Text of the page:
- Drop cloths — Protect floors from drips and spills with drop cloths. Canvas ones are a little more expensive than plastic coverings or sheets, but they absorb spills so you won’t track paint if you step in it, and they are thick enough that the paint won’t seep through to the floor.
- Painter’s tape — There are many widths available, but 1.5” will fit most applications. Choose the right adhesive level — lighter for more delicate surfaces and extra sticky for textured walls.
- Brushes — Buy high quality brushes in a variety of sizes. Synthetic brushes are great for water-based paint while natural or blended brushes are best for oil-based.
- Rollers — Pay attention to the thickness of the nap on the roller, thicker naps (like ¾”) are best for rougher surfaces, but when used on a smooth wall will create an orange peel finish. Thinner naps (1/4”) are best for smooth walls, and will likely rip on rough textured walls.
- Sandpaper — A coarser grit can remove imperfections in the walls, while a very fine grit can smooth surfaces and walls.
Preparing before painting
Whether it’s a new construction or a lived-in home, there are some steps to take before the brush hits the wall. Take time to fill in dents, holes and imperfections, and sand uneven areas to make the surface as smooth as possible.
Once they’re repaired, dust and clean them. If there is any grime, use soapy water, but allow it to fully dry before painting.
Once the walls are prepped, tape around windows and other areas to protect them, making sure to press tape down well (the putty knife works well for this). Use the razor knife to make clean cuts in corners. Remove sconces, light fixtures, light switches and outlet covers.
The last step is to cover floors with drop cloths and furniture with plastic, then prepare yourself — wear clothing that is OK to get dirty, cover your hair if painting ceilings or tall walls, and wear protective eyewear. Now get ready to start painting!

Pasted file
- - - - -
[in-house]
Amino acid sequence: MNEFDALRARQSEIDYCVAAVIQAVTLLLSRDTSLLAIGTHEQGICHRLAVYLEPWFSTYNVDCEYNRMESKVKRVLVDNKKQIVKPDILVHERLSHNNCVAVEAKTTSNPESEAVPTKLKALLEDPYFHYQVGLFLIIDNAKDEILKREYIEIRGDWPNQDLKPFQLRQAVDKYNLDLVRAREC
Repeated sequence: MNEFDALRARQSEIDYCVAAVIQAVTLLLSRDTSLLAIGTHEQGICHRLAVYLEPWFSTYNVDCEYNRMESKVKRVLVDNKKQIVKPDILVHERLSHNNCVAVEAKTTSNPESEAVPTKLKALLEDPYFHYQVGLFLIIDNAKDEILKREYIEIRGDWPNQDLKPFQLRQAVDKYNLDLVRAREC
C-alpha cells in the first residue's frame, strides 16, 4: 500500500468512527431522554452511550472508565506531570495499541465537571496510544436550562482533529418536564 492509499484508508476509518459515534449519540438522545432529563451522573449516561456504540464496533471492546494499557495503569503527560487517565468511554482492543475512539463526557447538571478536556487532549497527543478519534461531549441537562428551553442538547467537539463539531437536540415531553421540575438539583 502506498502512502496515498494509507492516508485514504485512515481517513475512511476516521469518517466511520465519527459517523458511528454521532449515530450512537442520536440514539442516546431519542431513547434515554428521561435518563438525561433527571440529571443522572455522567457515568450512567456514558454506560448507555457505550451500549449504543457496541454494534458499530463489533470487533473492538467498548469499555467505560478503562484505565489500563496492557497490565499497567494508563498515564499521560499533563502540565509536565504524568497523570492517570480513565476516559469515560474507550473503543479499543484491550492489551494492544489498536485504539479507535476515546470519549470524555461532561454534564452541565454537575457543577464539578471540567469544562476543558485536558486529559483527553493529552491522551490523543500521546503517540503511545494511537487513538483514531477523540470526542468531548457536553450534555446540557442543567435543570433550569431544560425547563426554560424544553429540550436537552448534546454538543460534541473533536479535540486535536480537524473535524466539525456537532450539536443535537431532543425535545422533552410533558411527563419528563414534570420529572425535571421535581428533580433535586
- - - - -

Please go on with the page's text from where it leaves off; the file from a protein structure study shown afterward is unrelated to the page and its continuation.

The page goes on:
How to paint interior walls
It can take several days to prep, prime and paint a room (allowing for overnight drying and multiple coats), so give yourself adequate time. If you can, paint on days with low humidity. If it’s rainy or muggy, allow for ample drying time, and don’t overwork the paint.
Before you start, professionals recommend you “box” the paint, which means opening all of the gallons and combining them in a larger container. This mixes all of the paint and creates a consistent color. Begin by cutting in the corners and edges, then paint the walls from top to bottom. Use a W motion, instead of straight up and down or side to side. Don’t put too much on the roller or brush — paint can get gloppy and thick, taking longer to dry. Allow it to dry at least overnight before applying a second coat.
At the end of each day, clean your brushes. Use warm water and comb the paint brushes with a wire brush. Store brushes in their original covers to keep them in good condition.
Once you’re all finished, remove the tape when the wall is in a half-dried state. Use the putty knife and score lightly along the edge of the tape and the wall to create a clean edge. Remove the tape at a 45-degree angle. Use care when picking up drop cloths and plastic sheeting, as there could be damp paint on them.
Share your DIY painting tips with us!
Do you have any professional painting tips? Share them in the comments!